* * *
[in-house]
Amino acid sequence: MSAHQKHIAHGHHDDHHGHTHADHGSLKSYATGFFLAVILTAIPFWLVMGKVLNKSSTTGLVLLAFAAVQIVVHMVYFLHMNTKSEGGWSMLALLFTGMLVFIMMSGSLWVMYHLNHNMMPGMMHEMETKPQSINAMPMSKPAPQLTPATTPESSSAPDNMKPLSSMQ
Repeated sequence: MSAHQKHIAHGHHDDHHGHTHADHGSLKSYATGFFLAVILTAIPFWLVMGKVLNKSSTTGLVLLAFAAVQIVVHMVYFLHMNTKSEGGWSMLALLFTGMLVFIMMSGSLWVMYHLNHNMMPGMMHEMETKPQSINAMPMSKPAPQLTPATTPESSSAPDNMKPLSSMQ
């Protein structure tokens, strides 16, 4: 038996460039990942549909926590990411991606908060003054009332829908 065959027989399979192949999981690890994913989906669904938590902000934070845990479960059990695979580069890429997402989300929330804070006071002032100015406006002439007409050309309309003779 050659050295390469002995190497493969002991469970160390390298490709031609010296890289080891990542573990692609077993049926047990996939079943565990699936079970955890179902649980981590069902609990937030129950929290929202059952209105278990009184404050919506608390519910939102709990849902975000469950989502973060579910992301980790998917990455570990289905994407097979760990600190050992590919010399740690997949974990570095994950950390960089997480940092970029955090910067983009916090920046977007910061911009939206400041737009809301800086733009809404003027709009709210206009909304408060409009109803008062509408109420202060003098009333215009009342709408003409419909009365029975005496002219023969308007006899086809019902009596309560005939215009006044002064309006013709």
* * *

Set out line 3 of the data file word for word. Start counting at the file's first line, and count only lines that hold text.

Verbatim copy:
Repeated sequence: MSAHQKHIAHGHHDDHHGHTHADHGSLKSYATGFFLAVILTAIPFWLVMGKVLNKSSTTGLVLLAFAAVQIVVHMVYFLHMNTKSEGGWSMLALLFTGMLVFIMMSGSLWVMYHLNHNMMPGMMHEMETKPQSINAMPMSKPAPQLTPATTPESSSAPDNMKPLSSMQ